The rich women in The Great Gatsby are by and large rather vapid, dishonest people, more concerned with comfort than love or meaning. All three of the women in question are superficial and more interested in surface than substance.
We see this in the brief appearance of Mrs. Sloane. In chapter six, Mrs. Sloane invites Gatsby to dine with her and Mr. Sloane, though it is obvious to most present that she is only doing so to be polite and does not actually want Gatsby to come. However, Gatsby does not catch onto this and accepts, believing the invitation to be genuine. This little interaction says volumes about how the rich women in this book act, looking down on those not born into money, saying things they do not mean, and regarding those people with a sense of social snobbery.
Jordan is introduced as a so-called golf champion who actually cheats on the green. She is young, beautiful, seemingly tough, and straightforward. Nick is attracted to how honest she seems, but in the end, Jordan's cynical posturing and seeming openness are all a sham. When Nick starts to get close to her, looking for a real relationship, she cuts him off, not wanting anything beyond surface-level.
Daisy is the epitome of this all-glitter-no-substance type. She is beautiful and charming, but in the end, about as cold as Jordan, though in another way. She seems soft and vulnerable, someone Gatsby could "rescue" from a miserable marriage, but it turns out she is too comfortable to risk leaving her philandering spouse. Daisy is so self-absorbed as to come off as amoral as well. She allows Gatsby to take the blame for killing Myrtle with the car and demonstrates no remorse as far as the reader or Nick can tell.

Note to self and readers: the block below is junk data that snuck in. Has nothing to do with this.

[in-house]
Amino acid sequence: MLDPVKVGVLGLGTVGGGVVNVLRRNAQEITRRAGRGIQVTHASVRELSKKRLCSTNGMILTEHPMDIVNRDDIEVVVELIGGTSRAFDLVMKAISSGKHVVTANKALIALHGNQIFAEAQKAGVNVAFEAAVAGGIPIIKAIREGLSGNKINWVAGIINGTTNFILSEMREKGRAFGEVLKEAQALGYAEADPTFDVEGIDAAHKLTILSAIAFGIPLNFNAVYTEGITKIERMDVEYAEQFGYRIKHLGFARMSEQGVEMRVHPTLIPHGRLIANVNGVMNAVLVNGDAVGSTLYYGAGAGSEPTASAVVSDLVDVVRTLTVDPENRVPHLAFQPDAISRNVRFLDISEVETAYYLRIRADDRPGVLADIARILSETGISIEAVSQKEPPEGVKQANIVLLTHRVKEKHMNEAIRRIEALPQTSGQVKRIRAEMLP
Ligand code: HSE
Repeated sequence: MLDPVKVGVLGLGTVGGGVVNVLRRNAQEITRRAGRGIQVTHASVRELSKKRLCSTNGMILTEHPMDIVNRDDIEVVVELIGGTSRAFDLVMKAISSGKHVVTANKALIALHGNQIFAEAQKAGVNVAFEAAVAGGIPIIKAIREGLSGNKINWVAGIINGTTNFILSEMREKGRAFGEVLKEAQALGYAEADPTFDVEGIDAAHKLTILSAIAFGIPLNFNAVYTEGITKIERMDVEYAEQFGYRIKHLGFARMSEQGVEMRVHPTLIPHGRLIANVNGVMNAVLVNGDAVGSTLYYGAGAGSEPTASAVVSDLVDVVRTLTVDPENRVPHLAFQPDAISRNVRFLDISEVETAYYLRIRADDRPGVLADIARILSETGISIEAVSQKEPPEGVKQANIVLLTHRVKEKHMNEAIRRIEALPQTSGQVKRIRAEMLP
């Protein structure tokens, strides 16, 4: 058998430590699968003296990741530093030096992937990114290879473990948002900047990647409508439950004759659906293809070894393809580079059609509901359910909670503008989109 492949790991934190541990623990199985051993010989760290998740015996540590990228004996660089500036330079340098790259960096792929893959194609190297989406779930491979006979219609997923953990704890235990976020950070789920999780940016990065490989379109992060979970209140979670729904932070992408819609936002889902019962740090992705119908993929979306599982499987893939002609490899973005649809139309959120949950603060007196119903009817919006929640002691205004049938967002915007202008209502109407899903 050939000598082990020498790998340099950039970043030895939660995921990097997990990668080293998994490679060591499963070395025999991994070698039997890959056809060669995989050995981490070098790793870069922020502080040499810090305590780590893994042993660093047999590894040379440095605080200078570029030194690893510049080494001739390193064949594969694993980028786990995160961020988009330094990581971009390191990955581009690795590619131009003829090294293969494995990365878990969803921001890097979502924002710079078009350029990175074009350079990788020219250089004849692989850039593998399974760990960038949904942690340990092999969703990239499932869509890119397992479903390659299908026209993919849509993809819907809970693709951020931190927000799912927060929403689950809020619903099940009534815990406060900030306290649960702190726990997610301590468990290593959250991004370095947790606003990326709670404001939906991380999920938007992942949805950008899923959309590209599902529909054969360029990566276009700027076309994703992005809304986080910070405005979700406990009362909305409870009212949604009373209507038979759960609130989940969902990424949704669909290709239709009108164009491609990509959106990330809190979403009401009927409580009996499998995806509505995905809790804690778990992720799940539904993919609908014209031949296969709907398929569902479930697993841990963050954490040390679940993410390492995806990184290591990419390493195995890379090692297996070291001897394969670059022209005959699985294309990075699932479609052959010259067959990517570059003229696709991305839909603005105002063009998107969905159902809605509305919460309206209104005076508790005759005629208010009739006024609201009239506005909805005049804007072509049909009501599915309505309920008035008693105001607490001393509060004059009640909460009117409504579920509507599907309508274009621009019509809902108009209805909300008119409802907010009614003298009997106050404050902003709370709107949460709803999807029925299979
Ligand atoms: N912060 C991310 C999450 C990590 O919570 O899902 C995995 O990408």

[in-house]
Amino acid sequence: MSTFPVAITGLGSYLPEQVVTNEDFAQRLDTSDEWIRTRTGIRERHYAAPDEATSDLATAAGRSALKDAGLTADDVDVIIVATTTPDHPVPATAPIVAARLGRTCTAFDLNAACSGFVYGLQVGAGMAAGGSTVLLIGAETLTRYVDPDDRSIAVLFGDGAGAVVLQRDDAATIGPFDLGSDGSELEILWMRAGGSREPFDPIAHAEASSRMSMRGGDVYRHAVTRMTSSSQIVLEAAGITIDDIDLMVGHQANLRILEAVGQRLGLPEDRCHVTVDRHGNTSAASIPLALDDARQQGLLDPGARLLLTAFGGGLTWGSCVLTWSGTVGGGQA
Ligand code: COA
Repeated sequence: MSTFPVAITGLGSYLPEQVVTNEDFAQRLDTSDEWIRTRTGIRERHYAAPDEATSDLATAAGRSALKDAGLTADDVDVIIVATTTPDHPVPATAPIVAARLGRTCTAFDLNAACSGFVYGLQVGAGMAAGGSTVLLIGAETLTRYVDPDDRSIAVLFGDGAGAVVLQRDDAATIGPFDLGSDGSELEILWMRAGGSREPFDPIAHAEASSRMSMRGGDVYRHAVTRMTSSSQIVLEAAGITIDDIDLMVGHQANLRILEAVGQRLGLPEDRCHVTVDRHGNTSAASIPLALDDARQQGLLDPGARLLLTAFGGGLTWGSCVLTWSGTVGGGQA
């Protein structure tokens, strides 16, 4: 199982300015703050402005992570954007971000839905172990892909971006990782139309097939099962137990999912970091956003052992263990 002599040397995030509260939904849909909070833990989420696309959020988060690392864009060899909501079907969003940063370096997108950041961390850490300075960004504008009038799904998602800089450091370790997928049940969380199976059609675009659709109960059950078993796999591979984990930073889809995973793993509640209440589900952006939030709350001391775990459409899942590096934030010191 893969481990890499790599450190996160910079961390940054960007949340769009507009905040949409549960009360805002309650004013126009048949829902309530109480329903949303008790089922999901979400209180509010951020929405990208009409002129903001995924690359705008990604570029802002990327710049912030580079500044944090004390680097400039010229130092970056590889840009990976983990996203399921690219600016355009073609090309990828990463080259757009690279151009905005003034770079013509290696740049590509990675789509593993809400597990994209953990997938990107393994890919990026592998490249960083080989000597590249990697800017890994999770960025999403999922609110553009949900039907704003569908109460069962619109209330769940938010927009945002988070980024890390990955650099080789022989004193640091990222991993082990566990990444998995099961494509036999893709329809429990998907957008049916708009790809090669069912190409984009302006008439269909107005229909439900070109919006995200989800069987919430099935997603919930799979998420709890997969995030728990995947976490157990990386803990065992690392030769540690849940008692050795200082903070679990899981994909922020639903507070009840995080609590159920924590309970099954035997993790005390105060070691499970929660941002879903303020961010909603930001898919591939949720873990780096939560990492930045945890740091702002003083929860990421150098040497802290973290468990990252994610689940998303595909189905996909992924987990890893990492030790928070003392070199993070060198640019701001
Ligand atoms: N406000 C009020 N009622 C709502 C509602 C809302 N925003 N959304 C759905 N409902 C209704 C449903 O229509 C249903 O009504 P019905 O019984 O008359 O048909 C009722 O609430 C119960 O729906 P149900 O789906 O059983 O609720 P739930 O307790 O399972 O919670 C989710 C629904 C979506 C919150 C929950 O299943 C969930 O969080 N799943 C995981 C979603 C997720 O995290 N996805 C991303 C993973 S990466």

In the end, one is left wondering if Daisy ever cared about Gatsby at all. One might assume she does love Gatsby but is too dependent upon the comforts of social station to leave her husband for him. One could also argue that Daisy views Gatsby as a plaything in much the same way Tom perceives Myrtle. Her feelings are ambiguous enough for either to be a viable argument.
So, all three of these rich women share superficial manners, a lack of feeling for other people (particularly those from lower classes, even if they have become wealthy like Gatsby), dishonest natures, and class snobbery.